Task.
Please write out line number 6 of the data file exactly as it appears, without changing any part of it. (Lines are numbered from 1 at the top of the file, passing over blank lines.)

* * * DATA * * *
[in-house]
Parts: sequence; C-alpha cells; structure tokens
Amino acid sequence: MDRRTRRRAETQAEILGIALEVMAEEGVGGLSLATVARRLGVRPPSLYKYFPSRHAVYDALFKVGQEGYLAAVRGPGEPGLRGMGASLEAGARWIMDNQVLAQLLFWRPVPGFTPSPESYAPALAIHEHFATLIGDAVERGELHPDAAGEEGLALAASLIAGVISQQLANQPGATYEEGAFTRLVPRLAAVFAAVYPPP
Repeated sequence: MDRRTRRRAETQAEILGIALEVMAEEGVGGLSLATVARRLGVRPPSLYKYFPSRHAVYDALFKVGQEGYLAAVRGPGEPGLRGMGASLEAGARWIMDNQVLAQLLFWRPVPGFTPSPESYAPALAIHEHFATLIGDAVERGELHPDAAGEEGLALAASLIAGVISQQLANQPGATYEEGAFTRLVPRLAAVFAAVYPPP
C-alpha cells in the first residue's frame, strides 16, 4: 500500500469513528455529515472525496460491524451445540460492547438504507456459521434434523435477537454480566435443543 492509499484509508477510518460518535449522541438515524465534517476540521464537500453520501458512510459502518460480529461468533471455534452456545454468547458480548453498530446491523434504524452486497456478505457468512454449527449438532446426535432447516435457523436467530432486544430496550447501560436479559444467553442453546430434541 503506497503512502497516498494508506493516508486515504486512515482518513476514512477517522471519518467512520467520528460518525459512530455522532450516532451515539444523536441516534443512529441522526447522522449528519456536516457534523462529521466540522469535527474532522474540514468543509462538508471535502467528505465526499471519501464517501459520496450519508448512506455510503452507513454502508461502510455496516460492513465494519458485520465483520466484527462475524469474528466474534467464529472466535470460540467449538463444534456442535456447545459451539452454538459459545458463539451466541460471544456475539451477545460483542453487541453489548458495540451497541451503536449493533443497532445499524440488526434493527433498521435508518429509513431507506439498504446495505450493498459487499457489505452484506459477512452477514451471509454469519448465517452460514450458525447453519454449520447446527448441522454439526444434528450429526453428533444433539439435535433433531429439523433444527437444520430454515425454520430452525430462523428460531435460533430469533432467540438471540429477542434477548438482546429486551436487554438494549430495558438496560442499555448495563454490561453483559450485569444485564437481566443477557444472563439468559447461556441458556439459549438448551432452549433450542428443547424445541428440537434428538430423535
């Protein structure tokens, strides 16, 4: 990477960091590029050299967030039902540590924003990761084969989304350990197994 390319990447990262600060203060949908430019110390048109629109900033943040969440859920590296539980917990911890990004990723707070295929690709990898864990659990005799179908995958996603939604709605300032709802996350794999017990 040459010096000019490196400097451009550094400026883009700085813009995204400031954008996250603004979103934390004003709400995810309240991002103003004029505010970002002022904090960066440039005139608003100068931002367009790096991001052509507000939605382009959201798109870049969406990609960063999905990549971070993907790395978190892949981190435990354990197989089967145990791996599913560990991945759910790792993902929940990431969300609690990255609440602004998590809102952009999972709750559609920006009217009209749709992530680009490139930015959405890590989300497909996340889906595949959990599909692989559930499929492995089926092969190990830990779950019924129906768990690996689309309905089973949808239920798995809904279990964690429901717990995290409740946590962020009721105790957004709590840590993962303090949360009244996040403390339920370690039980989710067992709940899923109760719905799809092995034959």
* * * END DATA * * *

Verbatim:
């Protein structure tokens, strides 16, 4: 990477960091590029050299967030039902540590924003990761084969989304350990197994 390319990447990262600060203060949908430019110390048109629109900033943040969440859920590296539980917990911890990004990723707070295929690709990898864990659990005799179908995958996603939604709605300032709802996350794999017990 040459010096000019490196400097451009550094400026883009700085813009995204400031954008996250603004979103934390004003709400995810309240991002103003004029505010970002002022904090960066440039005139608003100068931002367009790096991001052509507000939605382009959201798109870049969406990609960063999905990549971070993907790395978190892949981190435990354990197989089967145990791996599913560990991945759910790792993902929940990431969300609690990255609440602004998590809102952009999972709750559609920006009217009209749709992530680009490139930015959405890590989300497909996340889906595949959990599909692989559930499929492995089926092969190990830990779950019924129906768990690996689309309905089973949808239920798995809904279990964690429901717990995290409740946590962020009721105790957004709590840590993962303090949360009244996040403390339920370690039980989710067992709940899923109760719905799809092995034959």